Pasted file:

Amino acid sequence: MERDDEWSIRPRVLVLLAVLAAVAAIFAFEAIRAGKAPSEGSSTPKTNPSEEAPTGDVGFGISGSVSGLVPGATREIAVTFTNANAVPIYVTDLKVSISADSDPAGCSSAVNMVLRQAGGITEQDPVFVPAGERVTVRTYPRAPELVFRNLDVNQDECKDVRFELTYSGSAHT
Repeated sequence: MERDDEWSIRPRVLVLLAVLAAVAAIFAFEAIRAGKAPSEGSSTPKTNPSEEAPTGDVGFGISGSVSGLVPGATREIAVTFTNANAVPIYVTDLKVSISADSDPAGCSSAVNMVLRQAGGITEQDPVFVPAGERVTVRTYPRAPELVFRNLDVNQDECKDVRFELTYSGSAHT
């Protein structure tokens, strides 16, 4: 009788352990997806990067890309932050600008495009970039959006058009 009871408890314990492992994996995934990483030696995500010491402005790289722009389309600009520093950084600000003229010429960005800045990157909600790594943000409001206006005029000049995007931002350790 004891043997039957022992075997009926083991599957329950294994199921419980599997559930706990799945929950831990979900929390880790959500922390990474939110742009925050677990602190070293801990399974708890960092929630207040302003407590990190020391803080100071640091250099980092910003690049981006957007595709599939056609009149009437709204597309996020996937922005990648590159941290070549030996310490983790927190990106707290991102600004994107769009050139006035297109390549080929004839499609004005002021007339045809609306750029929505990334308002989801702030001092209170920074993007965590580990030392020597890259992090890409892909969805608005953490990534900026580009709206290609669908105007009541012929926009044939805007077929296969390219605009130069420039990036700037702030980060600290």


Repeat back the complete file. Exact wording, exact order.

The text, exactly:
Amino acid sequence: MERDDEWSIRPRVLVLLAVLAAVAAIFAFEAIRAGKAPSEGSSTPKTNPSEEAPTGDVGFGISGSVSGLVPGATREIAVTFTNANAVPIYVTDLKVSISADSDPAGCSSAVNMVLRQAGGITEQDPVFVPAGERVTVRTYPRAPELVFRNLDVNQDECKDVRFELTYSGSAHT
Repeated sequence: MERDDEWSIRPRVLVLLAVLAAVAAIFAFEAIRAGKAPSEGSSTPKTNPSEEAPTGDVGFGISGSVSGLVPGATREIAVTFTNANAVPIYVTDLKVSISADSDPAGCSSAVNMVLRQAGGITEQDPVFVPAGERVTVRTYPRAPELVFRNLDVNQDECKDVRFELTYSGSAHT
């Protein structure tokens, strides 16, 4: 009788352990997806990067890309932050600008495009970039959006058009 009871408890314990492992994996995934990483030696995500010491402005790289722009389309600009520093950084600000003229010429960005800045990157909600790594943000409001206006005029000049995007931002350790 004891043997039957022992075997009926083991599957329950294994199921419980599997559930706990799945929950831990979900929390880790959500922390990474939110742009925050677990602190070293801990399974708890960092929630207040302003407590990190020391803080100071640091250099980092910003690049981006957007595709599939056609009149009437709204597309996020996937922005990648590159941290070549030996310490983790927190990106707290991102600004994107769009050139006035297109390549080929004839499609004005002021007339045809609306750029929505990334308002989801702030001092209170920074993007965590580990030392020597890259992090890409892909969805608005953490990534900026580009709206290609669908105007009541012929926009044939805007077929296969390219605009130069420039990036700037702030980060600290």